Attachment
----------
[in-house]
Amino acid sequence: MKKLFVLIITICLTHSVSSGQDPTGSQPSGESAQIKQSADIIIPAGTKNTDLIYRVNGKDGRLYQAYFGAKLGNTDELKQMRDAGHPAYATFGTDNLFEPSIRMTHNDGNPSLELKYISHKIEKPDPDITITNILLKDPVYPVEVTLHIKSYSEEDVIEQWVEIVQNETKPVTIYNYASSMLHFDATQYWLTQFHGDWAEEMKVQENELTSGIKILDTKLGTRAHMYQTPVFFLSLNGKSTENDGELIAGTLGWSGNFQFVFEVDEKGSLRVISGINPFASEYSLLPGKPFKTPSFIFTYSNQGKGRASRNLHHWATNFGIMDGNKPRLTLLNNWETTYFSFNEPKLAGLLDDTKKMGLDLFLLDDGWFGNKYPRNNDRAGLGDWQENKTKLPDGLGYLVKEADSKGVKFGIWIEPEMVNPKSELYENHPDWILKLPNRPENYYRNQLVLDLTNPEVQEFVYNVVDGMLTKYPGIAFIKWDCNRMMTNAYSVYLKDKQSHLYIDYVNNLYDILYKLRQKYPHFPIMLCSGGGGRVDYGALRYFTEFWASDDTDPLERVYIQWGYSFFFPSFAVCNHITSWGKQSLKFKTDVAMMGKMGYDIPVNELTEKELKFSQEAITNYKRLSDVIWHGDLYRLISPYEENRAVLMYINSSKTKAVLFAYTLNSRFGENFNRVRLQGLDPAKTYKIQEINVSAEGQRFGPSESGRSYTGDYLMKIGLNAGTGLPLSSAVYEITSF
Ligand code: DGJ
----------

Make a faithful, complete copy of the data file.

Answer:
[in-house]
Amino acid sequence: MKKLFVLIITICLTHSVSSGQDPTGSQPSGESAQIKQSADIIIPAGTKNTDLIYRVNGKDGRLYQAYFGAKLGNTDELKQMRDAGHPAYATFGTDNLFEPSIRMTHNDGNPSLELKYISHKIEKPDPDITITNILLKDPVYPVEVTLHIKSYSEEDVIEQWVEIVQNETKPVTIYNYASSMLHFDATQYWLTQFHGDWAEEMKVQENELTSGIKILDTKLGTRAHMYQTPVFFLSLNGKSTENDGELIAGTLGWSGNFQFVFEVDEKGSLRVISGINPFASEYSLLPGKPFKTPSFIFTYSNQGKGRASRNLHHWATNFGIMDGNKPRLTLLNNWETTYFSFNEPKLAGLLDDTKKMGLDLFLLDDGWFGNKYPRNNDRAGLGDWQENKTKLPDGLGYLVKEADSKGVKFGIWIEPEMVNPKSELYENHPDWILKLPNRPENYYRNQLVLDLTNPEVQEFVYNVVDGMLTKYPGIAFIKWDCNRMMTNAYSVYLKDKQSHLYIDYVNNLYDILYKLRQKYPHFPIMLCSGGGGRVDYGALRYFTEFWASDDTDPLERVYIQWGYSFFFPSFAVCNHITSWGKQSLKFKTDVAMMGKMGYDIPVNELTEKELKFSQEAITNYKRLSDVIWHGDLYRLISPYEENRAVLMYINSSKTKAVLFAYTLNSRFGENFNRVRLQGLDPAKTYKIQEINVSAEGQRFGPSESGRSYTGDYLMKIGLNAGTGLPLSSAVYEITSF
Ligand code: DGJ